Bullock, Chick (Charles)

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Bullock, Chick (Charles)

Bullock, Chick (Charles), jazz-pop singer; b. Butte, Mont., Sept. 16, 1908; d. Calif., Sept. 15, 1981. He was one of the most recorded singers of all time. He began singing in a vaudeville theater to accompany the projection of series of photographs and also took small acting roles in silent films. Success with his first recording coupled with a disfiguring eye ailment caused him to concentrate on radio and recording work. Between 1930 and 1941, he made hundreds of recordings, many as leader of his studio band, the Levee Loungers. Among the sidemen in this group at various times were several major jazz musicians, including Bunny Berigan, Bill Coleman, Jack Teagarden, the Dorsey brothers, Joe Venuti, and Eddie Lang. “Back Home Again in Indiana” (1940) is a particularly good example of a fine ensemble. Bullock also recorded as a sideman with others, notably Duke Ellington (1931) and Adrian Rollini. He seemingly shunned all personal publicity. He moved to the West Coast c. 1945 and was engaged primarily in real estate; he appeared on a “Tribute to Bunny Berigan” radio program in the mid-1950s. By the 1970s, he was retired.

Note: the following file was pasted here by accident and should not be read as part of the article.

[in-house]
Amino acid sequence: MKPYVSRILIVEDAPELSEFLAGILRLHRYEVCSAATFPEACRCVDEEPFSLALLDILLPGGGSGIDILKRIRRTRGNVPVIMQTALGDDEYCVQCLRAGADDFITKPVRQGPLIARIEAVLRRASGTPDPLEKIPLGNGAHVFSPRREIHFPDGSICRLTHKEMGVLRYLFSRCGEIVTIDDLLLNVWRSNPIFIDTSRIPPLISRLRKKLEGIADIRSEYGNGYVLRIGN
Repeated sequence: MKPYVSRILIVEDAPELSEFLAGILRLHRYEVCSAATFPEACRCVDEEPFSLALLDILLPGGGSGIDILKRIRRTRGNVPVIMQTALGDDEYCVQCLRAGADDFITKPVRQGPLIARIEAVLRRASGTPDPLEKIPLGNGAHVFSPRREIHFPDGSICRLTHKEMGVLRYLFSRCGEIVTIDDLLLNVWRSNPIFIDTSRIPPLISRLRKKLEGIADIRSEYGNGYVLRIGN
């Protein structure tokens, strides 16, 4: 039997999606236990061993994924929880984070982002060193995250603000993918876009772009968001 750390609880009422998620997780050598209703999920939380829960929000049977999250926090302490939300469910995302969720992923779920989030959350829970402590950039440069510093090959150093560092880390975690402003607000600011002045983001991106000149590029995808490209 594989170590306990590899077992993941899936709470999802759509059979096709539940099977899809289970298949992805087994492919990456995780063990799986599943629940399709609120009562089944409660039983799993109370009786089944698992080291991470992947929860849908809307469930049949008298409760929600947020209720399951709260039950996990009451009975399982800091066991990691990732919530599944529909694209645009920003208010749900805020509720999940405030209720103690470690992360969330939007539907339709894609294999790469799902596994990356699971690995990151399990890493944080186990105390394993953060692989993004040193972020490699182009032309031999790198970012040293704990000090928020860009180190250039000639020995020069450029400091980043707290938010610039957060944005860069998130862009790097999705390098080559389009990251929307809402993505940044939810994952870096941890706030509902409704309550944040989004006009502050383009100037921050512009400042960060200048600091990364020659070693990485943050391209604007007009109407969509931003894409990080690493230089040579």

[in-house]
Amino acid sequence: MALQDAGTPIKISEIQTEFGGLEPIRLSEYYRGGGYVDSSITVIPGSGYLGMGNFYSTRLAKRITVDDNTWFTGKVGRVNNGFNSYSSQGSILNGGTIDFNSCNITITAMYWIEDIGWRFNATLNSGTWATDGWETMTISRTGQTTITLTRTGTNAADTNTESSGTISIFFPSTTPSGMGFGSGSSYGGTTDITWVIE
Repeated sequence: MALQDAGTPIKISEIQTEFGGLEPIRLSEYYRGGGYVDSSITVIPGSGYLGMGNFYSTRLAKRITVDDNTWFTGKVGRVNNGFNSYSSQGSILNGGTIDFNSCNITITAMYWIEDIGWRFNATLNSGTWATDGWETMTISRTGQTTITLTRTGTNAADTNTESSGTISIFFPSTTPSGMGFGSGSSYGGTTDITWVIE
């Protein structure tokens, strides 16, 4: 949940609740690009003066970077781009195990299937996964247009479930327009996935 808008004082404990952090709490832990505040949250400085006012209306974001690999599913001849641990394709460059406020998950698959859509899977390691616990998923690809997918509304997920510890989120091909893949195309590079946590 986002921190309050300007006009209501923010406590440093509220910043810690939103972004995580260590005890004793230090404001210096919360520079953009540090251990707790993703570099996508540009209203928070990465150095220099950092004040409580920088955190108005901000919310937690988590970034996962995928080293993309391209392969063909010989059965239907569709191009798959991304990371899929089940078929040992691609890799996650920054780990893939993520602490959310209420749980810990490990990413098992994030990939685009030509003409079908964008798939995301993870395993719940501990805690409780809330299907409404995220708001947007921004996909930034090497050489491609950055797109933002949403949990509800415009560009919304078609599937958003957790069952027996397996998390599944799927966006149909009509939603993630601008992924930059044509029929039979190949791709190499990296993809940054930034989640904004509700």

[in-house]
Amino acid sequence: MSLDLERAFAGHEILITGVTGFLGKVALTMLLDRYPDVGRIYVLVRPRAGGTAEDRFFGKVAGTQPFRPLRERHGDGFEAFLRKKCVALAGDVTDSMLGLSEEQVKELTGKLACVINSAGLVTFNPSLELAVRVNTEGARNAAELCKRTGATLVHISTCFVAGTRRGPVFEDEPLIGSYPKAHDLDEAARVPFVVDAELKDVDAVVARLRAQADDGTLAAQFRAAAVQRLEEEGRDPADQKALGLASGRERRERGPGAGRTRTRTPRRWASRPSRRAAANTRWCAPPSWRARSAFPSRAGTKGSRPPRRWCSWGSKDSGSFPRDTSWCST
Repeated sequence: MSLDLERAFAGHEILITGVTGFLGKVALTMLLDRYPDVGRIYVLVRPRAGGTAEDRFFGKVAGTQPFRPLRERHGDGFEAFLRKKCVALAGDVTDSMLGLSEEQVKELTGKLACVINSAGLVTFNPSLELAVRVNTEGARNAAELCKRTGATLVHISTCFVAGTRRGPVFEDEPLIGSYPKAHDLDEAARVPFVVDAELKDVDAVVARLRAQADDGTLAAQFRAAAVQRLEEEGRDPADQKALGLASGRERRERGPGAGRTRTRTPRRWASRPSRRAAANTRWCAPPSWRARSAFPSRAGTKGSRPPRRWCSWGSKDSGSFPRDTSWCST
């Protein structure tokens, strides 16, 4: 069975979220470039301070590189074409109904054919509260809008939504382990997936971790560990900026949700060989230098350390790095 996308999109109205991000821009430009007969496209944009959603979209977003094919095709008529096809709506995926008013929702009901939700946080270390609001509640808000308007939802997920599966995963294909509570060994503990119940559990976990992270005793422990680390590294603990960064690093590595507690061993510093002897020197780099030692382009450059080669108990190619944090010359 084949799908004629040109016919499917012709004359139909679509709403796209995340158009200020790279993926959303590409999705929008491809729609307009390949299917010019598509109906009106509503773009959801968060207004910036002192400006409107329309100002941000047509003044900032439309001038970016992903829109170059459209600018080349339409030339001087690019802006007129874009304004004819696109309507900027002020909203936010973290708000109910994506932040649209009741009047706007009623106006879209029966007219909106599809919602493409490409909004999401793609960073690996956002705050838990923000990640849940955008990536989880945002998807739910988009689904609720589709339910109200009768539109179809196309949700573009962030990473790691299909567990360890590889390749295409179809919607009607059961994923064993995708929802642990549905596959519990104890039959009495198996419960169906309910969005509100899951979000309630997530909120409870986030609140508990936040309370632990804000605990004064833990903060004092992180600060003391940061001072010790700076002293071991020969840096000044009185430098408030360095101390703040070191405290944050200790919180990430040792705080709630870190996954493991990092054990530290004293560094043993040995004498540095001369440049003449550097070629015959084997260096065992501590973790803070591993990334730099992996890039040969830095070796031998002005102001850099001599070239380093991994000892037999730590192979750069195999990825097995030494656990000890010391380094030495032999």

“Back Home Indiana” (1940).


P. Murphy, Chick Bullock: A Discography of His Recordings (Melbourne, Australia, 1983).

—John Chilton, Who’s Who of Jazz/Lewis Porter